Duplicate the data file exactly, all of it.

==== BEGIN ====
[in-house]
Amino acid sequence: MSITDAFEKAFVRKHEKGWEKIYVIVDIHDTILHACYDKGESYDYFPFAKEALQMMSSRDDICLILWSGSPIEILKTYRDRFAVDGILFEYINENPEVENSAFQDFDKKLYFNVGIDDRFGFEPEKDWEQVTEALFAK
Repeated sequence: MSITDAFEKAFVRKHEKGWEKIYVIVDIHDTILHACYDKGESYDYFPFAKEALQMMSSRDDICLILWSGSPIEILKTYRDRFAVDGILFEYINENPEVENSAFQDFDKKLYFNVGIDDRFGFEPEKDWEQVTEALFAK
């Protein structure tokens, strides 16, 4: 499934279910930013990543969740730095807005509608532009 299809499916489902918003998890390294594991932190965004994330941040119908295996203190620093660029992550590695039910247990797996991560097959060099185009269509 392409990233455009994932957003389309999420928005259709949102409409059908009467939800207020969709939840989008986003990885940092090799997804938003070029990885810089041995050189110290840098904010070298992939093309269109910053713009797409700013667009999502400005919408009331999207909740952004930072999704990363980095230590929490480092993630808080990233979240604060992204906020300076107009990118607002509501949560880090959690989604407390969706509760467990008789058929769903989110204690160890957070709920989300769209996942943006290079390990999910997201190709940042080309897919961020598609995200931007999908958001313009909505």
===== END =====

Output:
[in-house]
Amino acid sequence: MSITDAFEKAFVRKHEKGWEKIYVIVDIHDTILHACYDKGESYDYFPFAKEALQMMSSRDDICLILWSGSPIEILKTYRDRFAVDGILFEYINENPEVENSAFQDFDKKLYFNVGIDDRFGFEPEKDWEQVTEALFAK
Repeated sequence: MSITDAFEKAFVRKHEKGWEKIYVIVDIHDTILHACYDKGESYDYFPFAKEALQMMSSRDDICLILWSGSPIEILKTYRDRFAVDGILFEYINENPEVENSAFQDFDKKLYFNVGIDDRFGFEPEKDWEQVTEALFAK
């Protein structure tokens, strides 16, 4: 499934279910930013990543969740730095807005509608532009 299809499916489902918003998890390294594991932190965004994330941040119908295996203190620093660029992550590695039910247990797996991560097959060099185009269509 392409990233455009994932957003389309999420928005259709949102409409059908009467939800207020969709939840989008986003990885940092090799997804938003070029990885810089041995050189110290840098904010070298992939093309269109910053713009797409700013667009999502400005919408009331999207909740952004930072999704990363980095230590929490480092993630808080990233979240604060992204906020300076107009990118607002509501949560880090959690989604407390969706509760467990008789058929769903989110204690160890957070709920989300769209996942943006290079390990999910997201190709940042080309897919961020598609995200931007999908958001313009909505």